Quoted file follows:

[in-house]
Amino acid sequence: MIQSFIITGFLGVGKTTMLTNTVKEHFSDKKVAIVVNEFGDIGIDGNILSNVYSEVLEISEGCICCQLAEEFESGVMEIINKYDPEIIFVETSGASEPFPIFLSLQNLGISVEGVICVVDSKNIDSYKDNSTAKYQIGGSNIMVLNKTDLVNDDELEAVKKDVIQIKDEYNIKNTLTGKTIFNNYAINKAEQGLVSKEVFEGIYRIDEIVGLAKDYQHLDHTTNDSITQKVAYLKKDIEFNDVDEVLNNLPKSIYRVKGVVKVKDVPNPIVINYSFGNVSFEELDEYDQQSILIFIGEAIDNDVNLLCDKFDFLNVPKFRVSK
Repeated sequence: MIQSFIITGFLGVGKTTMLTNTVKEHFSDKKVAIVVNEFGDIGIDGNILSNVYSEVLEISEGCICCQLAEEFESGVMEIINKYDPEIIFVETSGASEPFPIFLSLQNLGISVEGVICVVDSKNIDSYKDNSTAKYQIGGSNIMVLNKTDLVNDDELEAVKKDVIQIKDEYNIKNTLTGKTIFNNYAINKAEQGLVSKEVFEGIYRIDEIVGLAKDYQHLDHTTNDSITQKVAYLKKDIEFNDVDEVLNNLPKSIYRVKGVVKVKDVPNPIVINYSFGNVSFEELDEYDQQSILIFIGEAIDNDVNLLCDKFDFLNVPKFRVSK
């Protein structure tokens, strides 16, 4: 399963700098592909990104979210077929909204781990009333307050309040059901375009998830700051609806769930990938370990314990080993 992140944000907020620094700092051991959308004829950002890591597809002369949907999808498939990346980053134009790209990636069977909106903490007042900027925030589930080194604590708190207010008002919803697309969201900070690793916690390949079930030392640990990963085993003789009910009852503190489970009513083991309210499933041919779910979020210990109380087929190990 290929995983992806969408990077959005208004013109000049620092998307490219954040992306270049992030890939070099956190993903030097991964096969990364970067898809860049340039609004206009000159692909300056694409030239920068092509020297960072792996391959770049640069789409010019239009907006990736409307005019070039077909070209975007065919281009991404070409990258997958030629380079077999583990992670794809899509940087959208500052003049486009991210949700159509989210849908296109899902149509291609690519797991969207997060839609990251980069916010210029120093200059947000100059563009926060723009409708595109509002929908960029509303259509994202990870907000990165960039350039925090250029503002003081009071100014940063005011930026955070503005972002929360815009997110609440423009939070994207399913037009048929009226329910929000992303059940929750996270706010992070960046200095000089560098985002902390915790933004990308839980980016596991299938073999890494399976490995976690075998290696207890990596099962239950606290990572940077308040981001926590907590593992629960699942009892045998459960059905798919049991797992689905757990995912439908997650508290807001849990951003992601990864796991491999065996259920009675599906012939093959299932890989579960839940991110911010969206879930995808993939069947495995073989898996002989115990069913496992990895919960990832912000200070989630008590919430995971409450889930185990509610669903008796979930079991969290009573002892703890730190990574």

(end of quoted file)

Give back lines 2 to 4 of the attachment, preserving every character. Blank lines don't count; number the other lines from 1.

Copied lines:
Amino acid sequence: MIQSFIITGFLGVGKTTMLTNTVKEHFSDKKVAIVVNEFGDIGIDGNILSNVYSEVLEISEGCICCQLAEEFESGVMEIINKYDPEIIFVETSGASEPFPIFLSLQNLGISVEGVICVVDSKNIDSYKDNSTAKYQIGGSNIMVLNKTDLVNDDELEAVKKDVIQIKDEYNIKNTLTGKTIFNNYAINKAEQGLVSKEVFEGIYRIDEIVGLAKDYQHLDHTTNDSITQKVAYLKKDIEFNDVDEVLNNLPKSIYRVKGVVKVKDVPNPIVINYSFGNVSFEELDEYDQQSILIFIGEAIDNDVNLLCDKFDFLNVPKFRVSK
Repeated sequence: MIQSFIITGFLGVGKTTMLTNTVKEHFSDKKVAIVVNEFGDIGIDGNILSNVYSEVLEISEGCICCQLAEEFESGVMEIINKYDPEIIFVETSGASEPFPIFLSLQNLGISVEGVICVVDSKNIDSYKDNSTAKYQIGGSNIMVLNKTDLVNDDELEAVKKDVIQIKDEYNIKNTLTGKTIFNNYAINKAEQGLVSKEVFEGIYRIDEIVGLAKDYQHLDHTTNDSITQKVAYLKKDIEFNDVDEVLNNLPKSIYRVKGVVKVKDVPNPIVINYSFGNVSFEELDEYDQQSILIFIGEAIDNDVNLLCDKFDFLNVPKFRVSK
């Protein structure tokens, strides 16, 4: 399963700098592909990104979210077929909204781990009333307050309040059901375009998830700051609806769930990938370990314990080993 992140944000907020620094700092051991959308004829950002890591597809002369949907999808498939990346980053134009790209990636069977909106903490007042900027925030589930080194604590708190207010008002919803697309969201900070690793916690390949079930030392640990990963085993003789009910009852503190489970009513083991309210499933041919779910979020210990109380087929190990 290929995983992806969408990077959005208004013109000049620092998307490219954040992306270049992030890939070099956190993903030097991964096969990364970067898809860049340039609004206009000159692909300056694409030239920068092509020297960072792996391959770049640069789409010019239009907006990736409307005019070039077909070209975007065919281009991404070409990258997958030629380079077999583990992670794809899509940087959208500052003049486009991210949700159509989210849908296109899902149509291609690519797991969207997060839609990251980069916010210029120093200059947000100059563009926060723009409708595109509002929908960029509303259509994202990870907000990165960039350039925090250029503002003081009071100014940063005011930026955070503005972002929360815009997110609440423009939070994207399913037009048929009226329910929000992303059940929750996270706010992070960046200095000089560098985002902390915790933004990308839980980016596991299938073999890494399976490995976690075998290696207890990596099962239950606290990572940077308040981001926590907590593992629960699942009892045998459960059905798919049991797992689905757990995912439908997650508290807001849990951003992601990864796991491999065996259920009675599906012939093959299932890989579960839940991110911010969206879930995808993939069947495995073989898996002989115990069913496992990895919960990832912000200070989630008590919430995971409450889930185990509610669903008796979930079991969290009573002892703890730190990574």